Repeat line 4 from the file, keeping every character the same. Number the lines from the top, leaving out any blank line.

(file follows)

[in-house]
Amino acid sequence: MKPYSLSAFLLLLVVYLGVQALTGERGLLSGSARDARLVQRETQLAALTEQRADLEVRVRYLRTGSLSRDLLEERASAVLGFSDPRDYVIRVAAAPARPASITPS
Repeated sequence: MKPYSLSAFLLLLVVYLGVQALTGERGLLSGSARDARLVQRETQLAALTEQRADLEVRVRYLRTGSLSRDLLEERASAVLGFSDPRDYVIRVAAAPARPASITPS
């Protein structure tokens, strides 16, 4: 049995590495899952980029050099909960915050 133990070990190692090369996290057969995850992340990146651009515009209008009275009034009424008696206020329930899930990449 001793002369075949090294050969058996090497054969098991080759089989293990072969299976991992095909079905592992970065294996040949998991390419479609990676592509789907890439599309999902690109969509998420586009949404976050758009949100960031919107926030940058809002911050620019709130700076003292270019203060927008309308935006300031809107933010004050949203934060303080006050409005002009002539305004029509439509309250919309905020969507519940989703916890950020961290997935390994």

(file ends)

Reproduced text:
């Protein structure tokens, strides 16, 4: 049995590495899952980029050099909960915050 133990070990190692090369996290057969995850992340990146651009515009209008009275009034009424008696206020329930899930990449 001793002369075949090294050969058996090497054969098991080759089989293990072969299976991992095909079905592992970065294996040949998991390419479609990676592509789907890439599309999902690109969509998420586009949404976050758009949100960031919107926030940058809002911050620019709130700076003292270019203060927008309308935006300031809107933010004050949203934060303080006050409005002009002539305004029509439509309250919309905020969507519940989703916890950020961290997935390994």